Ms Mayar said the sacrifices made by independence fighters for more than 20 years are not eclipsed by the selfishness of politicians.

“Many people are not educated. They don’t think critically and live in abject poverty. They fought a civil war they don’t understand,” she said.

“Certain government officials use, especially, young men to their advantage. They go and convince those young people in the village that they are their men from the same tribe. They are creating blind followers because if I don't have food, and you have given me money to go fight the war, I would rather take that money.”

Alith Cyer Mayar, a South Sudanese poet and author.  The National

The Jieng Council of Elders, a body representing the powerful Dinka tribe, issued a strongly worded statement in February criticising the 2018 agreement. The National obtained a copy of the original document and verified it.

It said the agreement is overly focused on power sharing among the parties and less about peace among the people of South Sudan. The council accuses the government of paying little attention to grassroots issues that split society, such as cattle raiding, communal violence and she spread of weapons among civilians.

“The country seems to be heading for another war,” read the statement, titled "Breaking the Silence – The Way Forward".

It said the agreement made people power hungry even in rural areas that had never experienced unrest before, or others that still suffer outbursts of violence.

“This has unnecessarily politicised and militarised normal social relations in our rural areas,” it said, singling out “leadership failure” as the single most important drawback of the political stalemate.

Mr Malek agreed that the 2018 agreement was imposed on them by foreign and regional entities he refused to name.

He said the current structure of the way of governance is not working.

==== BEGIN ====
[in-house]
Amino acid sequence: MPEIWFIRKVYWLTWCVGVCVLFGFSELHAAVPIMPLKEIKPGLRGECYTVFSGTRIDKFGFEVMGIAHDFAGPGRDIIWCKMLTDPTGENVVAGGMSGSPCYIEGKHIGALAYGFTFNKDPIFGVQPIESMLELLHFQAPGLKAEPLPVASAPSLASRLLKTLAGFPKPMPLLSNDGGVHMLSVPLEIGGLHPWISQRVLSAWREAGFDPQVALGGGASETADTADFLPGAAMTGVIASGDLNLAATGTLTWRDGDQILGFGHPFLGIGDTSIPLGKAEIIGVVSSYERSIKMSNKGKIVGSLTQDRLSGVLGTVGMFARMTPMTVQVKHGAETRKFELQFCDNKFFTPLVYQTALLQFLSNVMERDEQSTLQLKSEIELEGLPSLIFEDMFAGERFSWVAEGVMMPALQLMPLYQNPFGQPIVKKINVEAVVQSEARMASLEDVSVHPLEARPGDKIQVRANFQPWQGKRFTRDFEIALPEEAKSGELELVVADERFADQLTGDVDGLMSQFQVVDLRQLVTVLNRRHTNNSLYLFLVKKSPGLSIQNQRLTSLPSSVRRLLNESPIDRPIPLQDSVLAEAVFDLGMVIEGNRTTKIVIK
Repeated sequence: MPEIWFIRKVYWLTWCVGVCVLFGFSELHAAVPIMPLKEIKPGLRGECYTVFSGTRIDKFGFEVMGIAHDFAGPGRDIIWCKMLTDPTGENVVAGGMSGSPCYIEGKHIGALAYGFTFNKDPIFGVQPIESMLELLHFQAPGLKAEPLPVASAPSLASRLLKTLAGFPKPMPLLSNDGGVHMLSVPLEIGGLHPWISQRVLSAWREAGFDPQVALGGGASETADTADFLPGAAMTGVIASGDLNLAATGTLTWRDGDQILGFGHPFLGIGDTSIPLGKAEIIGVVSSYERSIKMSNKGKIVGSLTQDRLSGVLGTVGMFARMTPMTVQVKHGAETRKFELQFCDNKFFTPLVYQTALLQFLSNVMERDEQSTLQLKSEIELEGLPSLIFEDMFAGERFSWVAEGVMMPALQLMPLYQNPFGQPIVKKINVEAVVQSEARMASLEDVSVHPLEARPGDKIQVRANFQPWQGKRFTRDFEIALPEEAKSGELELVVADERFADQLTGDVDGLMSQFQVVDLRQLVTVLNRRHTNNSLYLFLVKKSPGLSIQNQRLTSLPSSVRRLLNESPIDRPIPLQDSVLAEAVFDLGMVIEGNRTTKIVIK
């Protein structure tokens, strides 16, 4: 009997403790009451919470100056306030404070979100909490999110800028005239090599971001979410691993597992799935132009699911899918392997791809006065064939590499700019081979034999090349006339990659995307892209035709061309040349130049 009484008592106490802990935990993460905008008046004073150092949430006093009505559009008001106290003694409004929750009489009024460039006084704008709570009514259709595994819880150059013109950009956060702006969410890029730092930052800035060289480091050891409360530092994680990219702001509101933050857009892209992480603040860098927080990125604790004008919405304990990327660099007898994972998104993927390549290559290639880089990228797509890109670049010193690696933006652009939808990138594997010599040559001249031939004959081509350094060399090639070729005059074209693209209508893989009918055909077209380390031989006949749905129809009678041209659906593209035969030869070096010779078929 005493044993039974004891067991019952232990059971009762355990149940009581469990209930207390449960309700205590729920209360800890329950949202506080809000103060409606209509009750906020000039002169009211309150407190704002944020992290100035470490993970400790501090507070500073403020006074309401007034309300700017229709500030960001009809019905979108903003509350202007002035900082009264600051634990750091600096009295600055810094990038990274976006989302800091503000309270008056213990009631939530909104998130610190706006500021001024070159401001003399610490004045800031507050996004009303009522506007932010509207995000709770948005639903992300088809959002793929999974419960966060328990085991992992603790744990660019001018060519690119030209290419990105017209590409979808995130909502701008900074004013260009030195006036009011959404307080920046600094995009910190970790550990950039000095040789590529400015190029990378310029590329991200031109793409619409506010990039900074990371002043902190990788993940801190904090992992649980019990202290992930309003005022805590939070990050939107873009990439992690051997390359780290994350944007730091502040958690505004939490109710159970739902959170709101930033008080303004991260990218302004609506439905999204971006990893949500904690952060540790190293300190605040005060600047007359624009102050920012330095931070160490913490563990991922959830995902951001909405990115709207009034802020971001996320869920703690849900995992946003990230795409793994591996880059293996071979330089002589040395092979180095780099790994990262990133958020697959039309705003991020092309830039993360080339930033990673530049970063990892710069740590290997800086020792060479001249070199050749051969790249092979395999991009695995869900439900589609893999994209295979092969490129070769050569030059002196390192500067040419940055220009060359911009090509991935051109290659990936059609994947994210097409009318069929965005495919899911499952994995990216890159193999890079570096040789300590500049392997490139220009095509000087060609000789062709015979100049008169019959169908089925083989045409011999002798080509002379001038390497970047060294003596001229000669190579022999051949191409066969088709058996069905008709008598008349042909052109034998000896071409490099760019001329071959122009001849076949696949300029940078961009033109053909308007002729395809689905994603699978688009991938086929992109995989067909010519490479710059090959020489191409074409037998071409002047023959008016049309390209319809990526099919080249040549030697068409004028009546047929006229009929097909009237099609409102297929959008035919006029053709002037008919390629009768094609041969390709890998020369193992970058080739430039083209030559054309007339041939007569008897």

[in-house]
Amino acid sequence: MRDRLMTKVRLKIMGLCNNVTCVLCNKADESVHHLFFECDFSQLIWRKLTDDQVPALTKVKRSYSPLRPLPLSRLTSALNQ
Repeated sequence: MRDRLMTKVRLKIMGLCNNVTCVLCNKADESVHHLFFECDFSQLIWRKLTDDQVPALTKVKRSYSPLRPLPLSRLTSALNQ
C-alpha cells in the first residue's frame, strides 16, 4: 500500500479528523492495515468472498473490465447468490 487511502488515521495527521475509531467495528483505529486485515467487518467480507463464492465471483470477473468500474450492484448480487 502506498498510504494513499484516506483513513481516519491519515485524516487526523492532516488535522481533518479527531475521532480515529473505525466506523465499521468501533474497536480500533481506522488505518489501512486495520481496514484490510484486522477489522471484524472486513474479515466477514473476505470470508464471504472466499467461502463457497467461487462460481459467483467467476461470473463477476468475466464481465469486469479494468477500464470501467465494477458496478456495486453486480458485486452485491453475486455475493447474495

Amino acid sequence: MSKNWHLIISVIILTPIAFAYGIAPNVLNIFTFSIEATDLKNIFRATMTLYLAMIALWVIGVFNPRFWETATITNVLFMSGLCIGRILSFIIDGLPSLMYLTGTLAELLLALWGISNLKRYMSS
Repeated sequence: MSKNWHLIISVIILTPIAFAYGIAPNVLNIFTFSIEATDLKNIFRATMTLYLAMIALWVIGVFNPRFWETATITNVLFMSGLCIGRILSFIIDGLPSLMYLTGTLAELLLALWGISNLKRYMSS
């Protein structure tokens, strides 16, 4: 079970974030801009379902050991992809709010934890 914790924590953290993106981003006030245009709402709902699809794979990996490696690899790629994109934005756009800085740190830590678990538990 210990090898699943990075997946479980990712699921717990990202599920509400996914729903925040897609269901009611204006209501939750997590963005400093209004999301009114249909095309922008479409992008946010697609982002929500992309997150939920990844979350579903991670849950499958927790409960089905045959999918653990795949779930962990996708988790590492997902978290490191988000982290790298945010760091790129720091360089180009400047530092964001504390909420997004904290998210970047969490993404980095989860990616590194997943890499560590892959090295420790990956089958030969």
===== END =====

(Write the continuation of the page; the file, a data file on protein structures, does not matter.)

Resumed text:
“The problem with the current peace [agreement] is that it was mediated and negotiated in bad faith," he said.

"The foreign parties were imposing their own vision. For example, they didn’t want x and y in government, it was a bad deal put on us. For example, we have five vice presidents. You can never have five vice presidents for a country of 12 million people. Can you believe that we have 550 members of parliament and more than 30 ministries?"

Mr Malek said anyone who has spent time in the Middle East and Africa knows the region crackles with conspiracy and third parties that care only about their own interests.

“We were not allowed as a sovereign country to negotiate and discuss among ourselves and see what’s best for the South Sudanese,” Mr Malek said. He was asked several times to name which foreign parties he was talking about, but refused.

“They are after their interests and bring other factors to fuel internal conflicts in the country, like the human rights issue. As if they were telling us if you want peace, you have to accept it.”

The 2018 deal was mediated mainly by the ousted regime of Omar Al Bashir, in Khartoum and Uganda. It was supported by the US, the UK and Norway, as well as the United Nations.

In a statement in September last year, the three western nations expressed concerns about the communal violence that killed hundreds in the wake of the signing of the agreement, which further disrupted livelihoods and humanitarian access, with more than 50 per cent of the population of 12 million facing acute food insecurity.

Senior government officials have also been hit with sanctions from the US for human rights abuses and corruption.

Ms Mayar, who moved to Juba in 2020 with her family from neighbouring Uganda, says it is unfortunate that the majority of people of South Sudan mourn the state of their country today, 10 years after independence.

"This's not what we fought for. The leaders fought before for an independent state with better education, better health system. They fought for better roads. They fought for a better life for a happier life, which isn't here today," she said.

Updated: July 11, 2021, 9:44 AM